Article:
Liberum cuts earnings outlook for Southern Rail owner Go-Ahead

Passengers walk past a notice about strike action on Southern rail
The prospects for Southern rail owner Go-Ahead look challenged according to broker Liberum

Broker Liberum has cut its recommendation on Southern Rail owner Go-Ahead because it no longer sees any upside from the troubled franchise.

Management at the rail company said last month it expected a hit to full-year profits of up to £15m due to ongoing strike action by the Rail, Maritime and Transport union and major infrastructure works at London Bridge.

Now Liberum has cut its recommendation from ‘buy’ to ‘hold’ due to the uncertainty about whether Go-Ahead’s negotiations with the Department for Transport about potential compensation to cover the costs incurred due to the industrial action will be successful.

“We are increasingly concerned that the franchise faces further operational and technical challenges, and now prudently assume zero earnings and value from the contract,” Liberum’s Gerald Khoo said.

The gloomy prognosis helped send Go-Ahead shares down 2pc to £19.02. 

Mr Khoo said Liberum had cut its expectations for group earnings per share for the 2018 and 2019 financial years by 8pc and 13pc respectively in part due to the issues with the Govia Thameslink franchise, which encompasses Southern, Southeastern and London Midland.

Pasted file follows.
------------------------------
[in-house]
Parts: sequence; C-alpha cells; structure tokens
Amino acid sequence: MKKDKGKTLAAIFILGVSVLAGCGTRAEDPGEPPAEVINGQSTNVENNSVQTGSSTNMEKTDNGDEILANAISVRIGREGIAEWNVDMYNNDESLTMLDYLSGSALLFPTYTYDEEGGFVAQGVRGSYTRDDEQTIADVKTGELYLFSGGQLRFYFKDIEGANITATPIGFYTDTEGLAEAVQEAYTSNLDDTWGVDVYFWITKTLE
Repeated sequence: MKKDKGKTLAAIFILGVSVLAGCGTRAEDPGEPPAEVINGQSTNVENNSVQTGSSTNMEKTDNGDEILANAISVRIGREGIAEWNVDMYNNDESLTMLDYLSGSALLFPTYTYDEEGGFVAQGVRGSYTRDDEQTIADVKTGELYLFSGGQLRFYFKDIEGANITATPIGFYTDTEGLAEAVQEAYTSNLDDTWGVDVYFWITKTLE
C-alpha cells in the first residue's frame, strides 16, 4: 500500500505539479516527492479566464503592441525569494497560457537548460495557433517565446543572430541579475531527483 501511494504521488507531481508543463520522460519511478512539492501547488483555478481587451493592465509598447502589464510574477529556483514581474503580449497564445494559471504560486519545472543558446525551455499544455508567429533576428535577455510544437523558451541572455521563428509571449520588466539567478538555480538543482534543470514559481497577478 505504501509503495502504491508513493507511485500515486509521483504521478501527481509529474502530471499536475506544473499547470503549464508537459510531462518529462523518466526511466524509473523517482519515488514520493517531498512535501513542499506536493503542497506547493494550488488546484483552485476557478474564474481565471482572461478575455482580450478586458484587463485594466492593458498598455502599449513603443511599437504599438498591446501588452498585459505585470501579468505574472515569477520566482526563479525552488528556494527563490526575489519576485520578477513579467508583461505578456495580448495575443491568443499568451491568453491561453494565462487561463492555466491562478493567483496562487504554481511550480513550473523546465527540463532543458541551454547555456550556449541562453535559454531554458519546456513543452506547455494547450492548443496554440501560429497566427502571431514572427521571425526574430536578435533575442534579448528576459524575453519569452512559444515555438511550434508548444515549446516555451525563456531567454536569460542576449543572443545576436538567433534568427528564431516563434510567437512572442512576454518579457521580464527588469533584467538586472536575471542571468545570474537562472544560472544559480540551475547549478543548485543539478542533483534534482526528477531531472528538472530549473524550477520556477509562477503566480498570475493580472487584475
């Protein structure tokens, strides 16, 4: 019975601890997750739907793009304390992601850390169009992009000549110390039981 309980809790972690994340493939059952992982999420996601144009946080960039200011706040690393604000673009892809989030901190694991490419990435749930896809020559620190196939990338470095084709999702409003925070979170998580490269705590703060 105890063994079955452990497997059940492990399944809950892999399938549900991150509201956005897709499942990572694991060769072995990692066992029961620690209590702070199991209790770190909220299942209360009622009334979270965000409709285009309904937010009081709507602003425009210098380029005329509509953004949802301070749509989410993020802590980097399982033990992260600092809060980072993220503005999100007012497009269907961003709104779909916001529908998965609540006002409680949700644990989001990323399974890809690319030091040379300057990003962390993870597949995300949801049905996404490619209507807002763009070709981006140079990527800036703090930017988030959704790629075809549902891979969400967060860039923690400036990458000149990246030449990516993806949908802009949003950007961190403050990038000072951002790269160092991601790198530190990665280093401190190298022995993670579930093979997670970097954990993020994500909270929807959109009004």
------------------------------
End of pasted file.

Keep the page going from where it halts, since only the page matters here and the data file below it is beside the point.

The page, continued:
He added that he had become pessimistic about the long-term prospects of the Govia contract too due to “further significant operational and technical challenges” as the upgrade work continues.

Protesters at London's Victoria station last year amid strike action on Southern rail

Mr Khoo said he thought management’s recent reiteration that the average operating margin it would earn over the contract would be 1.5pc was optimistic.

“We had previously modelled a more conservative outcome, with a recovery to peak margins of 1.5pc for an average of 1.1pc over the seven-year life of the contract,” he said.

“However, given our concerns over the substantial operational and technical execution risk over the remainder of the franchise term, and the need to repeatedly negotiate with the DfT, we find it difficult to recommend investing in Go-Ahead on the assumption the GTR franchise has any value.”

The Govia franchise has faced issues since Go-Ahead took it on in September 2014 with joint venture partner Keolis. Initial problems included a driver shortage and while the company currently has the largest driver recruitment programme in the UK, it takes more than a year to train a new driver.

Mr Khoo said the franchise may not be running at full capacity until December 2018 when the upgrade project surrounding London Bridge is concluded.

Before that, there remains ongoing disputes with the RMT and drivers’ union Aslef, with another strike planned for Monday March 13.

The dispute revolves around the transfer of responsibility for train door operations from guards to drivers.

Go-Ahead had reached an agreement with Aslef’s leadership but the terms were rejected in a ballot of its members.

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